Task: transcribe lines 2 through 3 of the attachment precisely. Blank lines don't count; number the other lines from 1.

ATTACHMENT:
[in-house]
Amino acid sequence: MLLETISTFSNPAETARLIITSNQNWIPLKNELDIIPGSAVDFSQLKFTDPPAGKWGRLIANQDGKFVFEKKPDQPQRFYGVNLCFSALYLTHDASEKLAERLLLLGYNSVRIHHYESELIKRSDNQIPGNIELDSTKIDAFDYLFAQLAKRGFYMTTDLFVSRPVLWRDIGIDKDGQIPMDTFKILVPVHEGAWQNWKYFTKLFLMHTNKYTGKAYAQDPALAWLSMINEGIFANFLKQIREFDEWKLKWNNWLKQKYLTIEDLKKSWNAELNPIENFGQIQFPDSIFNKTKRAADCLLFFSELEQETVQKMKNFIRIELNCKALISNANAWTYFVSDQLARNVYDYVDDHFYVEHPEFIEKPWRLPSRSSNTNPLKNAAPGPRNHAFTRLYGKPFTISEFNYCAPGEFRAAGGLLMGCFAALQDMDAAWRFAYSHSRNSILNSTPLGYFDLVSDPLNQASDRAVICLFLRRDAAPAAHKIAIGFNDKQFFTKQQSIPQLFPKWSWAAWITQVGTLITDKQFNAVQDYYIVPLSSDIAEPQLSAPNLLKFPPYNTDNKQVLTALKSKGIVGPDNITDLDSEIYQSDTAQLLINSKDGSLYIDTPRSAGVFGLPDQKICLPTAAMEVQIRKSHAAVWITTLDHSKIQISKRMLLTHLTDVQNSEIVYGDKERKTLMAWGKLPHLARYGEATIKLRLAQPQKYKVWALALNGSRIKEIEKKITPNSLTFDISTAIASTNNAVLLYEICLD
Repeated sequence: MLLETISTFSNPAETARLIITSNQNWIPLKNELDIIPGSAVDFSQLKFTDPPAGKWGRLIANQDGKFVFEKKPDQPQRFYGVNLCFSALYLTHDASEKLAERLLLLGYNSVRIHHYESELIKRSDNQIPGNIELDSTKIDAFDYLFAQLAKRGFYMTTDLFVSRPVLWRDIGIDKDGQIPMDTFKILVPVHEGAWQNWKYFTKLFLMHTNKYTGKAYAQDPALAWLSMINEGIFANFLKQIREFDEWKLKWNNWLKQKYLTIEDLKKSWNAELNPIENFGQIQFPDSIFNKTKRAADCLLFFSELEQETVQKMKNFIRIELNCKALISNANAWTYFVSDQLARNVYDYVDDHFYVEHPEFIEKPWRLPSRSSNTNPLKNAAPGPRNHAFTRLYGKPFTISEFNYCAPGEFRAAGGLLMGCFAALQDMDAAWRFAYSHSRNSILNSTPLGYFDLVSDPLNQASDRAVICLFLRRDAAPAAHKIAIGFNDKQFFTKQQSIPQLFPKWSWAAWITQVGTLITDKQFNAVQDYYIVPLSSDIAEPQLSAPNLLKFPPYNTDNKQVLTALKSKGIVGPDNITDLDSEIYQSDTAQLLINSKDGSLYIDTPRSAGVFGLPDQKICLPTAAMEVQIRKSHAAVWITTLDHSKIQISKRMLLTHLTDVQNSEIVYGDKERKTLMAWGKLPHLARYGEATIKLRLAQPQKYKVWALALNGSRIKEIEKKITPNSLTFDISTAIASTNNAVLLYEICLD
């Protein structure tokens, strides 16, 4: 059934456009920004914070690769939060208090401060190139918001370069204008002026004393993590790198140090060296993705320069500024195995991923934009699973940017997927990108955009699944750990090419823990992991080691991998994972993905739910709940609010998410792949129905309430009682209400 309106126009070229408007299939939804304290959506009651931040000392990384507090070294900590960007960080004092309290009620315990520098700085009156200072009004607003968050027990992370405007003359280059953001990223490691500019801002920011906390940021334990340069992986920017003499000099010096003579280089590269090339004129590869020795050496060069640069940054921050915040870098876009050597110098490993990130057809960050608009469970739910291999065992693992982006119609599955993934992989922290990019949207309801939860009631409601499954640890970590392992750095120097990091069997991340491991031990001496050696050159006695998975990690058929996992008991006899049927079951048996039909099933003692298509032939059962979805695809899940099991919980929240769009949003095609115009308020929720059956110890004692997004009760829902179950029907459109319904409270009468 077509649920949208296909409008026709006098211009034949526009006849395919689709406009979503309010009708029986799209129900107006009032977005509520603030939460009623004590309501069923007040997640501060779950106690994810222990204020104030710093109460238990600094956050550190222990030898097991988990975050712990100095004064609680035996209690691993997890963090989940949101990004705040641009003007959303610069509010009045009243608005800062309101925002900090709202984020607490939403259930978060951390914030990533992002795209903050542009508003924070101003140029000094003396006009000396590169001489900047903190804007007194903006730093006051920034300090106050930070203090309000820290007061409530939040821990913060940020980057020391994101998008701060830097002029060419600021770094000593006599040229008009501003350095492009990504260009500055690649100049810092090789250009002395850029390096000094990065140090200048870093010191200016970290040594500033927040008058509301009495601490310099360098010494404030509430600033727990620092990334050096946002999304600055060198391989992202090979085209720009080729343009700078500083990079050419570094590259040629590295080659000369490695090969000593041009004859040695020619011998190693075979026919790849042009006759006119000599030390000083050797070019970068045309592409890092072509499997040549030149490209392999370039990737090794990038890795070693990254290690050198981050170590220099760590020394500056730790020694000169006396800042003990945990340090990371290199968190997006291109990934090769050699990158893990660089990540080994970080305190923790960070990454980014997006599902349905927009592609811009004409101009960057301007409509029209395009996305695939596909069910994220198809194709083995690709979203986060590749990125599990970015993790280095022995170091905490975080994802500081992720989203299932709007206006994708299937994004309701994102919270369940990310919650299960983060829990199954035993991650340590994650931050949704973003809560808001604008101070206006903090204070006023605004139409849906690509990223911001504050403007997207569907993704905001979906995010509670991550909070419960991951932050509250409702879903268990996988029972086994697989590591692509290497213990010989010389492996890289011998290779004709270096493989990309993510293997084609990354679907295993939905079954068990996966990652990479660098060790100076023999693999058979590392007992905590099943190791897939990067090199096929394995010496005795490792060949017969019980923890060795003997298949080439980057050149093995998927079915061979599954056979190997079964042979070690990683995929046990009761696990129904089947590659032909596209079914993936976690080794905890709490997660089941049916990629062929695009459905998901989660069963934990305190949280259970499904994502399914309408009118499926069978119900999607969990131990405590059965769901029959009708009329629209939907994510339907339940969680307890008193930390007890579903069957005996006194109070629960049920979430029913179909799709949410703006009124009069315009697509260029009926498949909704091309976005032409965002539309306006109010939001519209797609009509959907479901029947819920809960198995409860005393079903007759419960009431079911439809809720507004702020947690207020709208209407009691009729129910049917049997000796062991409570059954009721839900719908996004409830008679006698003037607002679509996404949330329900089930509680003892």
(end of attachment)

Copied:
Amino acid sequence: MLLETISTFSNPAETARLIITSNQNWIPLKNELDIIPGSAVDFSQLKFTDPPAGKWGRLIANQDGKFVFEKKPDQPQRFYGVNLCFSALYLTHDASEKLAERLLLLGYNSVRIHHYESELIKRSDNQIPGNIELDSTKIDAFDYLFAQLAKRGFYMTTDLFVSRPVLWRDIGIDKDGQIPMDTFKILVPVHEGAWQNWKYFTKLFLMHTNKYTGKAYAQDPALAWLSMINEGIFANFLKQIREFDEWKLKWNNWLKQKYLTIEDLKKSWNAELNPIENFGQIQFPDSIFNKTKRAADCLLFFSELEQETVQKMKNFIRIELNCKALISNANAWTYFVSDQLARNVYDYVDDHFYVEHPEFIEKPWRLPSRSSNTNPLKNAAPGPRNHAFTRLYGKPFTISEFNYCAPGEFRAAGGLLMGCFAALQDMDAAWRFAYSHSRNSILNSTPLGYFDLVSDPLNQASDRAVICLFLRRDAAPAAHKIAIGFNDKQFFTKQQSIPQLFPKWSWAAWITQVGTLITDKQFNAVQDYYIVPLSSDIAEPQLSAPNLLKFPPYNTDNKQVLTALKSKGIVGPDNITDLDSEIYQSDTAQLLINSKDGSLYIDTPRSAGVFGLPDQKICLPTAAMEVQIRKSHAAVWITTLDHSKIQISKRMLLTHLTDVQNSEIVYGDKERKTLMAWGKLPHLARYGEATIKLRLAQPQKYKVWALALNGSRIKEIEKKITPNSLTFDISTAIASTNNAVLLYEICLD
Repeated sequence: MLLETISTFSNPAETARLIITSNQNWIPLKNELDIIPGSAVDFSQLKFTDPPAGKWGRLIANQDGKFVFEKKPDQPQRFYGVNLCFSALYLTHDASEKLAERLLLLGYNSVRIHHYESELIKRSDNQIPGNIELDSTKIDAFDYLFAQLAKRGFYMTTDLFVSRPVLWRDIGIDKDGQIPMDTFKILVPVHEGAWQNWKYFTKLFLMHTNKYTGKAYAQDPALAWLSMINEGIFANFLKQIREFDEWKLKWNNWLKQKYLTIEDLKKSWNAELNPIENFGQIQFPDSIFNKTKRAADCLLFFSELEQETVQKMKNFIRIELNCKALISNANAWTYFVSDQLARNVYDYVDDHFYVEHPEFIEKPWRLPSRSSNTNPLKNAAPGPRNHAFTRLYGKPFTISEFNYCAPGEFRAAGGLLMGCFAALQDMDAAWRFAYSHSRNSILNSTPLGYFDLVSDPLNQASDRAVICLFLRRDAAPAAHKIAIGFNDKQFFTKQQSIPQLFPKWSWAAWITQVGTLITDKQFNAVQDYYIVPLSSDIAEPQLSAPNLLKFPPYNTDNKQVLTALKSKGIVGPDNITDLDSEIYQSDTAQLLINSKDGSLYIDTPRSAGVFGLPDQKICLPTAAMEVQIRKSHAAVWITTLDHSKIQISKRMLLTHLTDVQNSEIVYGDKERKTLMAWGKLPHLARYGEATIKLRLAQPQKYKVWALALNGSRIKEIEKKITPNSLTFDISTAIASTNNAVLLYEICLD